“Cholesterol is a waxy, fat-like substance that’s found throughout your body. It often gets a bad reputation, but you actually need a certain amount of cholesterol to make substances that are essential for good health, such as: Bile acids, which help you absorb fat – soluble vitamins. Hormones like estrogen and androgen. Cell membranes.
However, cholesterol levels that are too high can increase the risk of several chronic conditions, including stroke.”
In prevent mode you have regular blood work done that will include tests for cholesterol. As mentioned, there are two types, LDL Cholesterol bad cholesterol that contributes to plaque buildup that can clog arteries, possibly break off and cause a stroke.
HDL Cholesterol is good cholesterol it helps clear LDL bad cholesterol from your arteries and reduce stroke risks.
To lower cholesterol levels visit a dietician to set up a plan that works for you.
The Cleveland Clinic recommends foods to eat to reduce cholesterol such as eggs, shellfish, lean meat in moderation. Some good foods are oats, barley and whole grains, beans, nuts, vegetable oils, apples, grapes, strawberries and citrus fruits, soy, fatty fish (omega 3).
Work with a dietician to see what works for you. There are many cookbooks dedicated to recipes to help reduce cholesterol.
The last thing we need is another stroke.
Sheila started researching to find someone that could help her husband. She did find a therapist that over time had Sir John up and walking with the use of a walking stick. His right arm had little movement. Another speech therapist who used to work with children worked on his communication. He could fully understand, he just couldn’t speak. Later he could speak a few words. He could read the written word and with hard work was able with his left hand write a sentence or two.
Sir John enjoyed walks and his lifelong passion of reading. He retained his sense of humour a form miming so he could be part of the conversation in his own way. He was a brilliant man. Before the stroke words to paper came easily to him. He enjoyed lecturing and lively conversation about art and history. Sir John also hosted history programs for BBC. His whole life about communication either by writing or the spoken word, only to have it taken away from him in an instant.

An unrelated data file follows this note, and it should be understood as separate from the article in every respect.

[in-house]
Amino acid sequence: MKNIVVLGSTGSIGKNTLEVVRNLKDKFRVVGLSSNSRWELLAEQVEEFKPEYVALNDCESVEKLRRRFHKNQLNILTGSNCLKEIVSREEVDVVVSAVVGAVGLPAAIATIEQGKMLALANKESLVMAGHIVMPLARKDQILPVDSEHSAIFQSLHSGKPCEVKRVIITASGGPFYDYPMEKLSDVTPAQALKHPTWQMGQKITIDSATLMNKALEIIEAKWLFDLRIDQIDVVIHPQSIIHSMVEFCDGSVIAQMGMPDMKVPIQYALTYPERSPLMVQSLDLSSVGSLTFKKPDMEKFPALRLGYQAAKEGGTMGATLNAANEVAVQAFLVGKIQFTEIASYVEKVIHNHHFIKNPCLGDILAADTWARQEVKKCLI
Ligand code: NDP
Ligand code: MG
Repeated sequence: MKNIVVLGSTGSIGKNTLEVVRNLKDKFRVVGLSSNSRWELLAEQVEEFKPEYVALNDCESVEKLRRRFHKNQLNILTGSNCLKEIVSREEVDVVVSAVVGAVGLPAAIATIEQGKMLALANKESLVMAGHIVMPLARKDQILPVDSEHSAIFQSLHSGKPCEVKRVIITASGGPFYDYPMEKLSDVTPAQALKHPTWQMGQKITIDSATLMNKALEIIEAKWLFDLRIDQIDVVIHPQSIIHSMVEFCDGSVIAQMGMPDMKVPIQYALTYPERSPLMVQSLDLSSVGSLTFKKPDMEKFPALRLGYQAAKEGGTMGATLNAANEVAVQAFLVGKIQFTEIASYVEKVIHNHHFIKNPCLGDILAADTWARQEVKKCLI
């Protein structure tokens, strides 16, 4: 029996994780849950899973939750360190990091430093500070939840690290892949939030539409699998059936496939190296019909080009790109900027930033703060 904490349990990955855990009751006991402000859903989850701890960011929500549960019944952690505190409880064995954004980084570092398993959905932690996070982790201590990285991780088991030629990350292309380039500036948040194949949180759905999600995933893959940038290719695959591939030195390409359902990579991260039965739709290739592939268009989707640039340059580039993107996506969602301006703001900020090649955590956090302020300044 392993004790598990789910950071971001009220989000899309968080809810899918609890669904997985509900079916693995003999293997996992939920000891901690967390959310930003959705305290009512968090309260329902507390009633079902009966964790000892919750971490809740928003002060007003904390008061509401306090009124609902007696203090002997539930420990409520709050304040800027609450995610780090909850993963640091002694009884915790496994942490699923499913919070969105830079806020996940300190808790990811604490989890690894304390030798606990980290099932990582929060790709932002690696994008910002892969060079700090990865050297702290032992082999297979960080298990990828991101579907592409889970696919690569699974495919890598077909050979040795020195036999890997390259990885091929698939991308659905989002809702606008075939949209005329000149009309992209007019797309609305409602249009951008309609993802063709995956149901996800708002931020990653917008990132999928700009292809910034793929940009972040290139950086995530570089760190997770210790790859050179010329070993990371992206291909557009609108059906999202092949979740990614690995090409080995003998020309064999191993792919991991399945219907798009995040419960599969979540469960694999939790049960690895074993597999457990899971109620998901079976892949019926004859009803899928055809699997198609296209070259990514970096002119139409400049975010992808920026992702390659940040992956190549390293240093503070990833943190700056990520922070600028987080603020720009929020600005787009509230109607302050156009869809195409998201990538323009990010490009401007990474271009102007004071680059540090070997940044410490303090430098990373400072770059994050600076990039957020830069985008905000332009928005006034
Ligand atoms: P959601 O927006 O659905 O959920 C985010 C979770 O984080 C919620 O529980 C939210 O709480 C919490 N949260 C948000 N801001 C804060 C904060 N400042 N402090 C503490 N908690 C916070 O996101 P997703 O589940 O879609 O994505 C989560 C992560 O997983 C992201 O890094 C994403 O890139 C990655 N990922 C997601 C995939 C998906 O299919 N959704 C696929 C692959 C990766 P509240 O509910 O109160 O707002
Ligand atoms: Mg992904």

Just before Covid I met a young man in his 40’s. His stroke left him in a wheelchair and with aphasia. Like Sir John he understood everything, he worked hard and after a couple years accomplished small walks. He was able to speak not in his old voice. He spoke slowly, having to think about the word he wanted to say. He slurred some words and has a noticeable stutter. He told me too many times he tried to join a conversation, people thought he was drunk and turned their back on him. If he asked a stranger or a shop keeper a question, he usually got a look of disgust and terse answer. So, he has decided to keep his conversations to loved ones.
An interview with Robin Jones in the “Speaking Up the newsletter of Speakability said, it must be very frustrating for those caring for patients like me to watch them try to make sentences that are meaningless. But talking in a natural way to help them fit words together again. It is the best thing you can do even if it doesn’t seem much good at the time. It reassures the patient that they are not insane and gives them a sense of normality…
The worst thing for me was when people treated me in a different manner and kept repeating things as though I was an idiot.”
This is also important. “On a recent training day for the Department of Health (England), the officials were surprised to find the aphasics judging them on the quality of their conversation: highest marks for speaking slowly and clearly, exercising patience, not finishing patient’s sentences, recognizing that slow garbled speech does not mean loss of intelligence and patronizing baby talk is insulting and counterproductive.”
Sir John Hale lived another 7 years after his stroke. His wife never stopped looking for that one doctor, therapist or researcher that might be able to help her husband. In her 2009 postscript to the book, she writes of improved stroke care in Britain with more stroke units with properly trained staff, but she adds far more is needed to be done.
I look for stories whether in books, news articles, research reports or verbally. The stories of a stroke survivor being told “there’s nothing we can do”, in spite of those words they do improve to give us all some hope.